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Discussion on the biomechanics of a pull-up and vertical jump

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  • Discussion on the biomechanics of a pull-up and vertical jump


    This is my first posting and I am hoping that someone might be able to shed some insight on a discussion some of my peers and I have been having.

    When doing a pull-up, it is common for individuals to kick their legs and bring their knees towards their chest in order to complete the set. In my opinion, this seems to work for whatever reason. What happens when individuals use this technique that allows them to complete the pull-up? Specifically, what is the mechanism?

    Secondly, I believe that a similar mechanism is utilized when performing a vertical jump. When performing a vertical jump, trained athletes will use their arms during the counter movement in order to achieve a greater vertical height than they would be able to achieve without the use of their arms.

    I look forward to hearing your feedback,


  • #2
    Re: Discussion on the biomechanics of a pull-up and vertical jump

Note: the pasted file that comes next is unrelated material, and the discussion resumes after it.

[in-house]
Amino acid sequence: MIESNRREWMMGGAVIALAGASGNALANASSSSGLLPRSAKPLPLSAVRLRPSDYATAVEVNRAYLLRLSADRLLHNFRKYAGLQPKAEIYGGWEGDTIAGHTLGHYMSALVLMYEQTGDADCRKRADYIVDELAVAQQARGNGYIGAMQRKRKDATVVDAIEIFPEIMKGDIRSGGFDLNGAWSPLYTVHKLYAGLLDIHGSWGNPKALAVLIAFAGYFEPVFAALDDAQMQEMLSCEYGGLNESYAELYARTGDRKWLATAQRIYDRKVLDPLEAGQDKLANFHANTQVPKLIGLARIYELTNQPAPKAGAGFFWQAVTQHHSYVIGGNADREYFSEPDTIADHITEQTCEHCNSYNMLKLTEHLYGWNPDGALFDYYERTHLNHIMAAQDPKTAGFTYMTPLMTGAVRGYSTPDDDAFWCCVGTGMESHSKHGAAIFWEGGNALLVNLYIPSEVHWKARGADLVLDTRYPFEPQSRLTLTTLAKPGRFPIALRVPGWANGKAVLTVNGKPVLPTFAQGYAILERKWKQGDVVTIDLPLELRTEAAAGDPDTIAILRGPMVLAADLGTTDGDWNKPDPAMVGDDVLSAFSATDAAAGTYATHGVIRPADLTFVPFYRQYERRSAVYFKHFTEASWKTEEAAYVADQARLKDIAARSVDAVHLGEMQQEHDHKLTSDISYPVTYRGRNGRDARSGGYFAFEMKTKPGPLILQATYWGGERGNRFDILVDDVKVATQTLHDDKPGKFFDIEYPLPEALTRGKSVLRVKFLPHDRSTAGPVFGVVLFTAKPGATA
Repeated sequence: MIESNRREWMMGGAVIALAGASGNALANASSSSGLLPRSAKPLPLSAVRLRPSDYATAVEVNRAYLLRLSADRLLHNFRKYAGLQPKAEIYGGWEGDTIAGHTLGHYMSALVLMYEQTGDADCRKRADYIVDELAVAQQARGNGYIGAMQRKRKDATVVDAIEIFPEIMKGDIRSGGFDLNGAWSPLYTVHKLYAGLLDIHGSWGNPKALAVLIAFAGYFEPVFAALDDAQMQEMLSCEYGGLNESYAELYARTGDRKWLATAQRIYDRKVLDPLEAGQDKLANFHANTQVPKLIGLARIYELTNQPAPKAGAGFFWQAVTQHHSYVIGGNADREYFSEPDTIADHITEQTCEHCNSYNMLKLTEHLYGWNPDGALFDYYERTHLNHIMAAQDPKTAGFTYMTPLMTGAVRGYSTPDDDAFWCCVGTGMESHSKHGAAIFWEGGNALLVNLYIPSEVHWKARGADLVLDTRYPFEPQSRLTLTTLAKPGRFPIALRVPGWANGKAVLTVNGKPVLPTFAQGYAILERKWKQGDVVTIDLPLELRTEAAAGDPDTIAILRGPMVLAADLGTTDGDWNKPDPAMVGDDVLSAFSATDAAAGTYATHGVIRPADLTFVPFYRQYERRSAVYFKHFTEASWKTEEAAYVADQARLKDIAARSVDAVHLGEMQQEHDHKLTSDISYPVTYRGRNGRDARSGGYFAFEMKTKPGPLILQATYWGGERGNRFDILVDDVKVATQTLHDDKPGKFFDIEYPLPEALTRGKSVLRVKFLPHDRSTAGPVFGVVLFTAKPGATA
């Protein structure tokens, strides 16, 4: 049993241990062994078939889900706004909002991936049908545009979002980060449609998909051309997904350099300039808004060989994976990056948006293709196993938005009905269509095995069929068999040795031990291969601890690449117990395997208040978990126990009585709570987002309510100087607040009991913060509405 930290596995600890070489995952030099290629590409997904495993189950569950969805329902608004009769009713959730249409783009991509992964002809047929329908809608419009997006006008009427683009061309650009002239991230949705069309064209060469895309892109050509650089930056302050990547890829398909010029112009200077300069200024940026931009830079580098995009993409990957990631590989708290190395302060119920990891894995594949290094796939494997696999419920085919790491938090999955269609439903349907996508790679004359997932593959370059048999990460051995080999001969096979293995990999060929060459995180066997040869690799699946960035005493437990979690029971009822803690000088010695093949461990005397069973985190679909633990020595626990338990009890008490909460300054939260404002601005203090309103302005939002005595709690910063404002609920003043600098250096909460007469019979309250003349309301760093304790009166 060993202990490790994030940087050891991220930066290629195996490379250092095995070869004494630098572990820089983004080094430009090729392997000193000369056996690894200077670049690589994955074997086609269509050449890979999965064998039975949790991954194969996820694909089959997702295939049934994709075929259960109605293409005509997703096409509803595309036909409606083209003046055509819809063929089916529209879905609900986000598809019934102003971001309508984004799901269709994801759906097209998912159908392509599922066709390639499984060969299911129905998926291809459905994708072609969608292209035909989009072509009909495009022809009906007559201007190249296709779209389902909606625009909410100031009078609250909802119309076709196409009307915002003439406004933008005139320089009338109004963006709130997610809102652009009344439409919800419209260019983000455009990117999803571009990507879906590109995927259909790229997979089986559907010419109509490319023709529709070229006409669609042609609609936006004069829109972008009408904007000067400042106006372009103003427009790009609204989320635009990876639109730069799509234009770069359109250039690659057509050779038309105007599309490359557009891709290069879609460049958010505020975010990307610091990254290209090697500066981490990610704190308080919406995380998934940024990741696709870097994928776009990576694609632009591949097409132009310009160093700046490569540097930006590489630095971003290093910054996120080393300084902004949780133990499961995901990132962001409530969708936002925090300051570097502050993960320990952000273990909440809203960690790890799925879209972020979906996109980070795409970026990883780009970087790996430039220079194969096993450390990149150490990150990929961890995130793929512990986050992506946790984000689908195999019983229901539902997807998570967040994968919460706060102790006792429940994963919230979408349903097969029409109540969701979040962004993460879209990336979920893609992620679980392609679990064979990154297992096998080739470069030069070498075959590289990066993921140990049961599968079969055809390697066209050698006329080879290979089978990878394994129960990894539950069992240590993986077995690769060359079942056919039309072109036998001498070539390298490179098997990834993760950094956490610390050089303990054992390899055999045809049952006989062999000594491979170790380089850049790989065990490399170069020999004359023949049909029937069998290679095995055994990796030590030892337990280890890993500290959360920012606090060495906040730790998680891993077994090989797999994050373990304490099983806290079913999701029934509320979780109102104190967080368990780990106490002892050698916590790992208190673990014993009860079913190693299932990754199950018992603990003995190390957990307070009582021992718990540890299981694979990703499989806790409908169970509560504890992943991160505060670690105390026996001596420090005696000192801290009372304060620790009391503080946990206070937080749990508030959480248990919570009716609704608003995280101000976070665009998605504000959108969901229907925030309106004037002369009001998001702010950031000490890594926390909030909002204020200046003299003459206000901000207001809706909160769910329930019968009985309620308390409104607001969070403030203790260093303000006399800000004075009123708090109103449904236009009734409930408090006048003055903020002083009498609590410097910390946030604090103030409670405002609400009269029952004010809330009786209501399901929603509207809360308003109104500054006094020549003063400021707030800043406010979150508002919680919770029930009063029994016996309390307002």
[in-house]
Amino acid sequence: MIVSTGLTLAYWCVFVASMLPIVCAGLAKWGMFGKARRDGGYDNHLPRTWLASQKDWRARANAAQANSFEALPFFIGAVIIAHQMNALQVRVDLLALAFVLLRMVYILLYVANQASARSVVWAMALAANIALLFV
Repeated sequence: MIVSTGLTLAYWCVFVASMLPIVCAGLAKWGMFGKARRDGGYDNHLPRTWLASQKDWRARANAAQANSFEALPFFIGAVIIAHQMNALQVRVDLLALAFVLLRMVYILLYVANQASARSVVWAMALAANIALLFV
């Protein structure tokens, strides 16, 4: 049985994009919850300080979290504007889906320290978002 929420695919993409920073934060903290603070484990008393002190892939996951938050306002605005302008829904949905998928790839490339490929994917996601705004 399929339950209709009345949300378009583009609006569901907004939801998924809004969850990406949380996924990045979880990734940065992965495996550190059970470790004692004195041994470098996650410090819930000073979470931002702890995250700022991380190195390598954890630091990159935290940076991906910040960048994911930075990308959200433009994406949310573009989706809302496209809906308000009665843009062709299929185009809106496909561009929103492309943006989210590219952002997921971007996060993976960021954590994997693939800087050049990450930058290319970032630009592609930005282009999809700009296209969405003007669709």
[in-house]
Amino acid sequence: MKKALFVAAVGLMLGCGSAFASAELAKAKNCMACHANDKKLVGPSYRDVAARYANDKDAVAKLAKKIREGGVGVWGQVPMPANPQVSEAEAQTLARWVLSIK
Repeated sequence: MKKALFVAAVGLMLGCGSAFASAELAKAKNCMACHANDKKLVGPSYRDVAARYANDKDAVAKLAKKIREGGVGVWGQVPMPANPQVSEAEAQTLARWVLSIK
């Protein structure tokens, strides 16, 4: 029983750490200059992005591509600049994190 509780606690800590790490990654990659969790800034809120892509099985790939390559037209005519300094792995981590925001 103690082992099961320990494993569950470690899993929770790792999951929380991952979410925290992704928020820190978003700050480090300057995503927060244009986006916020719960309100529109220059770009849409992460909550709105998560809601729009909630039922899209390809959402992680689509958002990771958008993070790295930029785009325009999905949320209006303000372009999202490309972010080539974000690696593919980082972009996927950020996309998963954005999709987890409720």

Hi Justin,

    I would suggest that in both cases the additional movements create momentum which provides an impulse in the direction of movement and aids overall performance (hence the higher vertical jumps noted with the use of arms). We actually run a biomechanics labs for our first year undergraduate students looking at the vertical jump the effects moving the arms or keeping them crossed over their chests - it’s a very consistent higher jump with the use of arms.

    I have never tried to measure the effect of leg movement during pull ups. I suppose if you estimate the weight of the leg (via body proportionality tables) and measure the velocity of the movement it wouldn't be too hard to estimate the momentum and factor in how much help leg movement provides the exercise. Could be an interesting study!

    Hope that helps